We don’t talk about American ‘soccer’ very often on Scheidt’s Footballing Miscellany primarily because, like most American sports, it’s quite impenetrably complicated outside the draw of the few marquee names that are drawn from the sport. Naturally we’re talking Beckham, Donovan, Marquez, Juan Pablo Angel, Thierry Henry et al. However, a certain romanticism remains surrounding the ghosts of soccer past in America.
The North American Soccer League, accompanied by its bombastic American logo, first began in 1968 with a bold 17 teams. By the next year it had decimated by an entire SPL to 5 teams. The embodiment and lasting legacy of American soccer in the 1970s, The New York Cosmos, would not join the league until 1971. Even then their owner, President of Warner Brothers Steve Ross, was mocked in the New York press for attempting to make soccer work in a neglectful America. Enter the $7 million man, Pelé, who came out of retirement with the mission of transforming the fortunes of yet another unsuccessful New York sports team. Real Roy of the Rovers stuff. His arrival was the catalyst of change for the Cosmos as they changed from major insignificance in a nation neglectful of the game into a worldwide phenomenon as stars from all over the globe had aspirations of joining the Cosmos.
These stars joined in Pelé’s final season as a professional footballer in 1977 as the club looked to reward his belief by bringing him one last championship before going into the lucrative world of a viagra salesman. The Cosmos brought in former West Germany World Cup winning captain Franz Beckenbauer, the ex Brazil captain Carlos Alberto and Italy international Giorgio Chinaglia(who would go on to score 242 goals in 254 games). With these signings the Cosmos soon established themselves as the league’s main draw, regular attendances topped 40,000 fans, and best team winning 3 championships in 4 years. Although the Cosmos had now matched their initial ambitions on the pitch, the loss of Pelé soon became an issue for the NASL broadcasters, ABC, even with the arrival of immense talent like Johan Cruyff at the Los Angeles Aztecs, George Best and Teófilo Cubillas at the Fort Lauderdale Strikers and, er, Harry Redknapp at the Seattle Sounders. The Soccer Bowl (Yeah, exactly) had lost it’s glamour and the league was soon forced to fold in 1985 as teams had overspent and become unprofitable- the league’s collapse financially is one of the main reasons that the modern day MLS now enforces a salary cap with the added glamour of up to 3 Designated Players if a team so desires.
In 2011, the United States can boast a relatively successful professional soccer league while its national team are no longer the bad joke that they once were. As the sport has finally turned the corner in a nation why is there a lingering nostalgia for a club who’s overspending and reckless ambition enforced a domino effect that eventually killed the North American Soccer League?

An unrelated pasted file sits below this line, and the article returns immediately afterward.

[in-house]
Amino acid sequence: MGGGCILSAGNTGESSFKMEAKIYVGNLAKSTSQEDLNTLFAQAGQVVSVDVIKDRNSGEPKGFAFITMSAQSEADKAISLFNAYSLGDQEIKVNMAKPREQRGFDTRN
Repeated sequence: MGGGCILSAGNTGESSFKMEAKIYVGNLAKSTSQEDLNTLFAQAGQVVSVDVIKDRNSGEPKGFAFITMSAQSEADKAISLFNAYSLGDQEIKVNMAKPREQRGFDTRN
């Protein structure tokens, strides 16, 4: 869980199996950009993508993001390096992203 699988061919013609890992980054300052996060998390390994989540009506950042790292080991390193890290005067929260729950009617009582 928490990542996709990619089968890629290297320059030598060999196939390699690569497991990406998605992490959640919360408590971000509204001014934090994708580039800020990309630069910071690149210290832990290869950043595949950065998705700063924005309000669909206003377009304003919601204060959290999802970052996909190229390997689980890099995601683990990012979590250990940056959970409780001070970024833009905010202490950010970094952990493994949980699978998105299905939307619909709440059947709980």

Yes, of course The New York Cosmos are finally making the serious leaps forward to become the MLS’ 20th team in 2013. Earlier this month Eric Cantona signed up to the project as it appealed to him as a sweet blend of “art and football”. Cantona will be in charge of all of the Cosmos “soccer operations” which at the moment is only their Academies on the West and East coasts of the USA. His acquisition has been seen as a signal of real intent on behalf of The Cosmos to, once again, become the dominant force in American soccer. The rest of the Cosmos organisation is made up of former New York soccer legends Giovanni Savarese(of the NY/NJ Metrostars), Giorgio Chinaglia and Pelé while former Liverpool CEO Rick Parry is part of the Board of Directors. A fairly impressive backroom staff for a club yet to play a match since the name rights were bought by the ex Spurs Vice-Chairman Paul Kemsley in 2009.
Members of the board have also publicly stated on the FoxSports channel that “big-name players” from Europe have approached the Cosmos in the hope of playing for them. There is every chance that this is just all part of the PR and politics involved in trying to establish themselves as the 20th MLS club. Another ex France and Manchester United player, Fabien Barthez, has also publicly said that he would be interested in joining a revived Cosmos in a coaching capacity. The Cosmos board are certainly working in overdrive to garner the media’s attention and constantly mentioning that they “want to become the #1 in America”.
However, this is all just noise until a real plan to seriously become an MLS club is revealed. As yet there have only been fancy boardroom appointments with no mention of an expansion fee, a site for a stadium and their decision to have Umbro make their merchandise, rather than MLS partner Adidas, certainly won’t help matters. The New York Cosmos will continue to make bold appointments and a lot of noise for a while but until they are officially accepted into MLS it’s just a few well known folk trying to sell a bunch of shirts based on the “brand” of The Cosmos name. For now, The New York Cosmos are as legitimate a sporting team as The Harlem Globetrotters.